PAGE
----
A week out from the Federal Budget, the Government is still working out who will pay the deficit levy and how it will be done.
But after toying with having it kick in at $80,000 - in line with the 37 cent tax bracket - the Government is looking at having it start at a higher threshold of about $150,000 for families.
This is in part because of the widespread angst in coalition ranks about some families being potentially hit by a "double-whammy" of lower welfare payments and higher taxes.
As part of Treasurer Joe Hockey's first Budget on Tuesday, the Government is aiming to phase out government handouts where families have combined incomes of $100,000, or about $12,000 less than the cut-off for a family with two children under 13.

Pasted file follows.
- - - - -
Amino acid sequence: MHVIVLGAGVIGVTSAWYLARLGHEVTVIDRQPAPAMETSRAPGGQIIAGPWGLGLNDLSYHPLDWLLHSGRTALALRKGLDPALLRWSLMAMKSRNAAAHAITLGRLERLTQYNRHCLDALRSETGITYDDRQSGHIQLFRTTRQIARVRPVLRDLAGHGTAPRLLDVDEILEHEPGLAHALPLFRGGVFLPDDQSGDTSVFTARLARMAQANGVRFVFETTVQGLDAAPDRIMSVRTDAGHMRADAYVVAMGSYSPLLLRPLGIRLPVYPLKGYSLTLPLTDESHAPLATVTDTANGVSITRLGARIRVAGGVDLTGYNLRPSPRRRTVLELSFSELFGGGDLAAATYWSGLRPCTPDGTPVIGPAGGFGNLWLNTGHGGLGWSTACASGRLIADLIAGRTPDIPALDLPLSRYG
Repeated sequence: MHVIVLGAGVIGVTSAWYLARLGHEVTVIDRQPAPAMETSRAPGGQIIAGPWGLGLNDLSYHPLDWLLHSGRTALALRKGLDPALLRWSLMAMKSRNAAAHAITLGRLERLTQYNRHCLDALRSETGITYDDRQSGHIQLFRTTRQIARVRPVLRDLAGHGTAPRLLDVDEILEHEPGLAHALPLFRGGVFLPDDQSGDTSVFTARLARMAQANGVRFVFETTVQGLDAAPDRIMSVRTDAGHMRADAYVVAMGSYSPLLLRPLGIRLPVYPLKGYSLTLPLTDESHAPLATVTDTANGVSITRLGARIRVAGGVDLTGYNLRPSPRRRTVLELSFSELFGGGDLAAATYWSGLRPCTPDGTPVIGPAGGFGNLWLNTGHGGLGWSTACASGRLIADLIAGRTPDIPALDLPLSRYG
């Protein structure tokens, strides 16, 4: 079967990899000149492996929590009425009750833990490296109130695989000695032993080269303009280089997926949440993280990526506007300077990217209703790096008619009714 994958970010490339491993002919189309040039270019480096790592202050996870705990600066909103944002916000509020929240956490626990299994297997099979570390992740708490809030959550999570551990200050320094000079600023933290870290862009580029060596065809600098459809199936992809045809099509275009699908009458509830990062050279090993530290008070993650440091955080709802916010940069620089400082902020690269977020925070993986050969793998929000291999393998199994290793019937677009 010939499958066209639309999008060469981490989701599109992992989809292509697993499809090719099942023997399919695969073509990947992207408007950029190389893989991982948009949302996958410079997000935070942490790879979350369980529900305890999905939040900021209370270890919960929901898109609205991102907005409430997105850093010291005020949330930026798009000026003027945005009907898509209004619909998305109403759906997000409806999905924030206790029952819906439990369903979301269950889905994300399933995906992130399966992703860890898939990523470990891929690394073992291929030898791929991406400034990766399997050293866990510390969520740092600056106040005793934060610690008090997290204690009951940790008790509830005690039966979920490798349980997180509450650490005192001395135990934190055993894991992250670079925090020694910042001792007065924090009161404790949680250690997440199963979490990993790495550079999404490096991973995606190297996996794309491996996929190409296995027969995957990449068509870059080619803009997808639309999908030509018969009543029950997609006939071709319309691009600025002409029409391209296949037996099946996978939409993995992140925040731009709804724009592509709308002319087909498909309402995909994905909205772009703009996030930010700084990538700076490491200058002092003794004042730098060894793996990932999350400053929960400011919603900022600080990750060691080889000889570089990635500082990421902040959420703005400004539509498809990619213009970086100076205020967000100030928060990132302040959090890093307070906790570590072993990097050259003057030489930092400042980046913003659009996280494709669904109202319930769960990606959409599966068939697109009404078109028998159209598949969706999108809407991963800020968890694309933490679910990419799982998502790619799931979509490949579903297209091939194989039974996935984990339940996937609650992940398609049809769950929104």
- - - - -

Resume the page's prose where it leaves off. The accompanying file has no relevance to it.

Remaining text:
If families on $100,000 lost Family Tax Benefit Part A and were hit by a one per cent deficit levy on income of more than $80,000, they would be up to $4050 a year worse off.
This is thought "unsellable" by Liberal MPs already angered by the prospect of having to defend Prime Minister Tony Abbott's broken promise not to introduce any more taxes.
A senior Government source said it would be much "cleaner" if the deficit levy was kept in line with tax brackets. If the $80,000 bracket was ruled politically unviable, the next option would be to lift it to $180,000, but this would catch only 3 per cent of taxpayers.
To ensure at least some of the 15 per cent of taxpayers on incomes of between $80,000 and $180,000 pay the deficit levy, the Government is also considering adopting elements of the schedule used for the Medicare levy surcharge.
Under the surcharge, individuals who are not privately insured pay one per cent extra tax on incomes of more than $88,000, 1.25 per cent extra for those between $102,001 and $136,000 and 1.5 per cent if on more than $136,000.
Mr Abbott acknowledged many people would be "disappointed" by the Budget but said they would eventually be grateful for the Government doing what was "necessary".